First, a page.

"We do have a lot of side missions for you discover throughout Salem, so I encourage seeking them out and having fun with them. There are some pretty crazy stories to discover!"
Ravi Sinha: There is a lot of debate on resolution/fps these days. Will you be able to confirm that both the PlayStation 4 and Xbox One versions will run at native 1080p and 60fps per second?
Eric Studer: I can in fact confirm that Murdered will run 1080p on both Xbox One and PS4; we have decided to lock the frames at 30 for this product.
Ravi Sinha: Did you face any development challenges due to the Xbox One’s eSRAM? If yes how did you overcome them? Will there be any Kinect integration or DualShock 4 touchpad support for Murdered on next gen?
Eric Studer: I’m not an overly technical guy, but I don’t recall hearing about any hurdles on the eSRAM. Though we aren’t doing Kinect integration, we are utilizing the PS4 controller in a few fun ways that you’ll have to discover.
Ravi Sinha: How long will the game be and will there be any additional side missions to go along with the main campaign?
Eric Studer: We do have a lot of side missions for you discover throughout Salem, so I encourage seeking them out and having fun with them. There are some pretty crazy stories to discover! In addition to optional cases, we’ve filled the world with collectibles. Whenever you’re making a game like this, you have to build a strong lore and strong characters, and the best way to do that is by giving them a lot of back story. Unfortunately, not all of the story we create for the characters and the places make it into the game, and rather than leave that content on the cutting room floor, we’ve integrated it into the game through a wide variety of collectibles that players can hunt for. I am so busy finishing up the game I haven’t had a lot of time to play it from beginning to end, but with the robust mystery, side case, and impressive collection of collectibles, I think people will be lost in the world of Murdered for hours.
"I wouldn't consider Murdered: Soul Suspect to be a port. We had always planned on releasing our game on the PC market, and the next gen consoles have very similar specs."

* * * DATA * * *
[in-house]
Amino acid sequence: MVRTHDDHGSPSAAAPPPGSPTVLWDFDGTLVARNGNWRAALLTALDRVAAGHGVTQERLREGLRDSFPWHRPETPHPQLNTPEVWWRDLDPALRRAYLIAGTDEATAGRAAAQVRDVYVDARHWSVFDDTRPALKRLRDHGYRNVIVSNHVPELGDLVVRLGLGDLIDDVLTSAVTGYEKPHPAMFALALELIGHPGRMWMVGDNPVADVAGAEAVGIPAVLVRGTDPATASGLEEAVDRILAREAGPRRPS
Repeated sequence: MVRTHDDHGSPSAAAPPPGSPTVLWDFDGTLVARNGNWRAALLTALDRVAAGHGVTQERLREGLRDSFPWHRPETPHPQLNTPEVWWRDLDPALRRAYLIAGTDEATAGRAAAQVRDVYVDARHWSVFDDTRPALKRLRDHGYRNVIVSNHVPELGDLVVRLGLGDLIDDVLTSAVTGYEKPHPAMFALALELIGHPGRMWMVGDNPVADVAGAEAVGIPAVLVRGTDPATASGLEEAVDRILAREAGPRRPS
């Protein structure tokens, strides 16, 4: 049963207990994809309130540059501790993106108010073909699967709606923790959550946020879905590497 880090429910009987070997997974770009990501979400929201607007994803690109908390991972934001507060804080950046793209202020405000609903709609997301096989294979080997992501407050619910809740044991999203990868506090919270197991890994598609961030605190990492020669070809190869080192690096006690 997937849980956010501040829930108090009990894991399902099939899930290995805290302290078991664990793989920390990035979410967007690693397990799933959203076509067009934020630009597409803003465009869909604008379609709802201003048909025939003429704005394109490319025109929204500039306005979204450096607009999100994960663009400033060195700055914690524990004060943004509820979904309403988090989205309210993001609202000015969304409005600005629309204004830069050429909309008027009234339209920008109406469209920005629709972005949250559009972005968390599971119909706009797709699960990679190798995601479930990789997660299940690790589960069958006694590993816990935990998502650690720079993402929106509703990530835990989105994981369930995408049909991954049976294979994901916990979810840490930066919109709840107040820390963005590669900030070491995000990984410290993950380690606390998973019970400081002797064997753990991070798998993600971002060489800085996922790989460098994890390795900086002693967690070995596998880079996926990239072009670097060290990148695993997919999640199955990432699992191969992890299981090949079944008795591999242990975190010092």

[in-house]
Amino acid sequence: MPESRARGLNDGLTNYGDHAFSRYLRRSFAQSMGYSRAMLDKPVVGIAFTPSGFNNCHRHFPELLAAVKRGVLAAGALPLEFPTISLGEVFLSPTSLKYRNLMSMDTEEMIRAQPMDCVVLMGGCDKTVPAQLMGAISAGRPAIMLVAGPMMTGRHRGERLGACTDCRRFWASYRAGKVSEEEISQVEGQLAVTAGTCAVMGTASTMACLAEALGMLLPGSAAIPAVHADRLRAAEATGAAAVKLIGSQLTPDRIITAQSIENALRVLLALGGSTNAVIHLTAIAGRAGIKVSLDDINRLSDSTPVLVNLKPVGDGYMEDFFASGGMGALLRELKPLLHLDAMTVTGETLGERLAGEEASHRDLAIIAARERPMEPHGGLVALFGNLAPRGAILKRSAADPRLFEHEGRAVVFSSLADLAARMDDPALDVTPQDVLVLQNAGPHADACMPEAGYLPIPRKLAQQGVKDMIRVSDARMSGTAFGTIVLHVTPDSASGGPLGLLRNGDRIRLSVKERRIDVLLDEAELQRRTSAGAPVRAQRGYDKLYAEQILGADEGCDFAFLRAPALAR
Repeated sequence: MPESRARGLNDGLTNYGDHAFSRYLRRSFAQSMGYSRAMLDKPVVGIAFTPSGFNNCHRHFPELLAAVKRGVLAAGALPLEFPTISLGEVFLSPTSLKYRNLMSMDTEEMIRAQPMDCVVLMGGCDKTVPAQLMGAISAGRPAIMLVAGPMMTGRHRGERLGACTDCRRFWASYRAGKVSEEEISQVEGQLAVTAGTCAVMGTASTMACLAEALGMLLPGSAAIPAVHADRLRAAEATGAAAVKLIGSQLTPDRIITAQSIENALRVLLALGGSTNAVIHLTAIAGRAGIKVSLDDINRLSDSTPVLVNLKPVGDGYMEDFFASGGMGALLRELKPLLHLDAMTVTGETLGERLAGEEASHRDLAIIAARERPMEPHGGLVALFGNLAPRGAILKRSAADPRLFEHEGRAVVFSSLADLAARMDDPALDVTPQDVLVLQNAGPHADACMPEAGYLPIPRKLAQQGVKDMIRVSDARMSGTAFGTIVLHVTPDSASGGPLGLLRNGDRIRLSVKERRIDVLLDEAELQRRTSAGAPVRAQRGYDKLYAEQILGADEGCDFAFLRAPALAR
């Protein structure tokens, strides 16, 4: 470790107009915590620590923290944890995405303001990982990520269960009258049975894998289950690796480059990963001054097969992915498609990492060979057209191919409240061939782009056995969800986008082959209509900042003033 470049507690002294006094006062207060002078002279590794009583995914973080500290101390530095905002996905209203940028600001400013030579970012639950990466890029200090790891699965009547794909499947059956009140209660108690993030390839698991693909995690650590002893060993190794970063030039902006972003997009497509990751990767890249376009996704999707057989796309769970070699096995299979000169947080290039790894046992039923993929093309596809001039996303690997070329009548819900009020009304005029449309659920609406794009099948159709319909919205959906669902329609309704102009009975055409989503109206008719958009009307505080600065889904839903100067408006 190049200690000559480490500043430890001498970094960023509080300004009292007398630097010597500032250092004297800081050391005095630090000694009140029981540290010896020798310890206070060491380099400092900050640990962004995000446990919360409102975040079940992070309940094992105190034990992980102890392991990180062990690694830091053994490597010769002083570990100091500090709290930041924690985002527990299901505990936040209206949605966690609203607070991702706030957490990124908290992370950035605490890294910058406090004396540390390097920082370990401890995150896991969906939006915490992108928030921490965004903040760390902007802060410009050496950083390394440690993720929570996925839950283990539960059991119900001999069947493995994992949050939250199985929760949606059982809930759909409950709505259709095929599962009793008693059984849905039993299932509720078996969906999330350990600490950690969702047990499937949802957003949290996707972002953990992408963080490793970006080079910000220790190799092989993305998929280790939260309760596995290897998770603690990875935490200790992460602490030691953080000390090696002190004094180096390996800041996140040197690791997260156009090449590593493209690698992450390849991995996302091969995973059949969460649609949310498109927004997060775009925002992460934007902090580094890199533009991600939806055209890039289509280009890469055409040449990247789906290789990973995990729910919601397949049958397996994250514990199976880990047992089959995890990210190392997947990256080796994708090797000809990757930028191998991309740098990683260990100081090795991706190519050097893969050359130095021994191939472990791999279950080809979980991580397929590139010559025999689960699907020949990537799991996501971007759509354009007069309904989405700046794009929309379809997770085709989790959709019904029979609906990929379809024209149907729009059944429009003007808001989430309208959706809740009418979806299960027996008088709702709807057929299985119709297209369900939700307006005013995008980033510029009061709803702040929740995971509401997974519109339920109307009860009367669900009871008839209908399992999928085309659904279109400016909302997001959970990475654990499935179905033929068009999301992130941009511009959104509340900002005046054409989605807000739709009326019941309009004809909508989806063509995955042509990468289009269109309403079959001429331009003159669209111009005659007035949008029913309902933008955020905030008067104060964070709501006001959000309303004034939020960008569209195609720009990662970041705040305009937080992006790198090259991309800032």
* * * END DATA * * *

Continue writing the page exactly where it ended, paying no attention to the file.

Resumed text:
Ravi Sinha: Murdered: Soul Suspect on PS4 and Xbox One is a port of last gen versions. But if the game would have been a proper next gen title, what kind of possibilities would that have opened up for the title?
Dennis Price: I wouldn’t consider Murdered: Soul Suspect to be a port. We had always planned on releasing our game on the PC market, and the next gen consoles have very similar specs. If we had originally planned on developing for those consoles, we might have focused on taking advantage of the features that they bring to the table. For instance, the touchpad on the controller for the PS4 we might have leveraged that in ways we simply didn’t have time for otherwise.
Ravi Sinha: Both consoles feature 8GB of RAM, which is multiple times more than last generation. Do you think developers and artists will start running out of memory once again as games get complex?
Dennis Price: I’ve been doing computer graphics for production (mostly pre-rendered) for over 15 years. I’ve watched the available hardware ceiling get higher and higher. There are so many technologies (known and unknown) that aren’t being utilized due to hardware limitations. Once that ceiling rises, those technologies will fill that void instantly. Short answer, yes definitely.
Ravi Sinha: Is there anything else you want to tell our readers about Murdered: Soul Suspect?
Eric Studer: The team here at Airtight has worked their asses off to bring Shiokawa-san’s vision for this story to life. Our hope is that players will enjoy the world we’ve created and find the mystery of Ronan’s murder very compelling. It’s been an intense run, and we can’t wait to get the game in players’ hands!